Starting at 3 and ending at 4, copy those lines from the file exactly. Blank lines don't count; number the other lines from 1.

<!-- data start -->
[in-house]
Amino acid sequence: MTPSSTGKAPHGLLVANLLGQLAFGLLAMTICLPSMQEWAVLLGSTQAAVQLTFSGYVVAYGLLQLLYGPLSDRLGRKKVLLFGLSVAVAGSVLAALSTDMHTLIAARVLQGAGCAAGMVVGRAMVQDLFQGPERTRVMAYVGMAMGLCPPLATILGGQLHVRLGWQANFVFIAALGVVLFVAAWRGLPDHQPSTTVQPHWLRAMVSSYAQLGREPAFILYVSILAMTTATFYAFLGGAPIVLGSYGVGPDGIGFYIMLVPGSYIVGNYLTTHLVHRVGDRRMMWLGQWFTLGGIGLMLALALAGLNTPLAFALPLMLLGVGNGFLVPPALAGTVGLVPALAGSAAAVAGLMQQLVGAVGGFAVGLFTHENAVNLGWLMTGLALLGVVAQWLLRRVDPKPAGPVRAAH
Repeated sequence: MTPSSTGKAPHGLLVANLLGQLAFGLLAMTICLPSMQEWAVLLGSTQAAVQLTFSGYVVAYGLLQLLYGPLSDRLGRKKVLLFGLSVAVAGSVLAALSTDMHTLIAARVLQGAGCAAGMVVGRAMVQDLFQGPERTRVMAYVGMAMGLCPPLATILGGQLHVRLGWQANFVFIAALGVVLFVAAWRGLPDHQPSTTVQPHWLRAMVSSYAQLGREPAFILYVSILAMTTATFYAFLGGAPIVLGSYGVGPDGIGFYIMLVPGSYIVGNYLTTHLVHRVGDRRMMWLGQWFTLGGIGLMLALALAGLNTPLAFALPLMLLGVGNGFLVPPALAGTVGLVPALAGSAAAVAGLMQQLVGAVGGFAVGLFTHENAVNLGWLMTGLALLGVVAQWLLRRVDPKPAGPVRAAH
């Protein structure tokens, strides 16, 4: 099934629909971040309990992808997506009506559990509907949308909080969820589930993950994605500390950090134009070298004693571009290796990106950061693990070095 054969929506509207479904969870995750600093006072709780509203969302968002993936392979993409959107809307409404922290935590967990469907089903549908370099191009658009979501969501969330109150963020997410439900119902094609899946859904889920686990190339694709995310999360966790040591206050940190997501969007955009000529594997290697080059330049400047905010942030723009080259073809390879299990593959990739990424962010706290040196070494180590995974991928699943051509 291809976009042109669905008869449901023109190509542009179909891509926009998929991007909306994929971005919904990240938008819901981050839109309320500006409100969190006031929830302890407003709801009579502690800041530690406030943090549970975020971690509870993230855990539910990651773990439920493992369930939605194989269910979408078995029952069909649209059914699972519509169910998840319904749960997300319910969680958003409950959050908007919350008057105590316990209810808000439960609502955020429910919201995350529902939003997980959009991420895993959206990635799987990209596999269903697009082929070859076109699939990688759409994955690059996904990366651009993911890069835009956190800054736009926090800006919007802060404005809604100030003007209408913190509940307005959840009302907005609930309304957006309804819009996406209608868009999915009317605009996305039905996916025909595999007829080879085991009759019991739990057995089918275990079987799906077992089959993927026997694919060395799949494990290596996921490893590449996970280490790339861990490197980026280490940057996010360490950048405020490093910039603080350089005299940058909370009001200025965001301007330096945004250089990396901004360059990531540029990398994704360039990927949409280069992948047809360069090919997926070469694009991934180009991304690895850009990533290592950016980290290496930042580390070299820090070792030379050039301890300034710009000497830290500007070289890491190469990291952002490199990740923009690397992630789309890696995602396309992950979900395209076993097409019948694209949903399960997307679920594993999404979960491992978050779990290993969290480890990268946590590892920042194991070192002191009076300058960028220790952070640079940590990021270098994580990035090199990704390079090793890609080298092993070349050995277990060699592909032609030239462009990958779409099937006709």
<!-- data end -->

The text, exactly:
Repeated sequence: MTPSSTGKAPHGLLVANLLGQLAFGLLAMTICLPSMQEWAVLLGSTQAAVQLTFSGYVVAYGLLQLLYGPLSDRLGRKKVLLFGLSVAVAGSVLAALSTDMHTLIAARVLQGAGCAAGMVVGRAMVQDLFQGPERTRVMAYVGMAMGLCPPLATILGGQLHVRLGWQANFVFIAALGVVLFVAAWRGLPDHQPSTTVQPHWLRAMVSSYAQLGREPAFILYVSILAMTTATFYAFLGGAPIVLGSYGVGPDGIGFYIMLVPGSYIVGNYLTTHLVHRVGDRRMMWLGQWFTLGGIGLMLALALAGLNTPLAFALPLMLLGVGNGFLVPPALAGTVGLVPALAGSAAAVAGLMQQLVGAVGGFAVGLFTHENAVNLGWLMTGLALLGVVAQWLLRRVDPKPAGPVRAAH
């Protein structure tokens, strides 16, 4: 099934629909971040309990992808997506009506559990509907949308909080969820589930993950994605500390950090134009070298004693571009290796990106950061693990070095 054969929506509207479904969870995750600093006072709780509203969302968002993936392979993409959107809307409404922290935590967990469907089903549908370099191009658009979501969501969330109150963020997410439900119902094609899946859904889920686990190339694709995310999360966790040591206050940190997501969007955009000529594997290697080059330049400047905010942030723009080259073809390879299990593959990739990424962010706290040196070494180590995974991928699943051509 291809976009042109669905008869449901023109190509542009179909891509926009998929991007909306994929971005919904990240938008819901981050839109309320500006409100969190006031929830302890407003709801009579502690800041530690406030943090549970975020971690509870993230855990539910990651773990439920493992369930939605194989269910979408078995029952069909649209059914699972519509169910998840319904749960997300319910969680958003409950959050908007919350008057105590316990209810808000439960609502955020429910919201995350529902939003997980959009991420895993959206990635799987990209596999269903697009082929070859076109699939990688759409994955690059996904990366651009993911890069835009956190800054736009926090800006919007802060404005809604100030003007209408913190509940307005959840009302907005609930309304957006309804819009996406209608868009999915009317605009996305039905996916025909595999007829080879085991009759019991739990057995089918275990079987799906077992089959993927026997694919060395799949494990290596996921490893590449996970280490790339861990490197980026280490940057996010360490950048405020490093910039603080350089005299940058909370009001200025965001301007330096945004250089990396901004360059990531540029990398994704360039990927949409280069992948047809360069090919997926070469694009991934180009991304690895850009990533290592950016980290290496930042580390070299820090070792030379050039301890300034710009000497830290500007070289890491190469990291952002490199990740923009690397992630789309890696995602396309992950979900395209076993097409019948694209949903399960997307679920594993999404979960491992978050779990290993969290480890990268946590590892920042194991070192002191009076300058960028220790952070640079940590990021270098994580990035090199990704390079090793890609080298092993070349050995277990060699592909032609030239462009990958779409099937006709």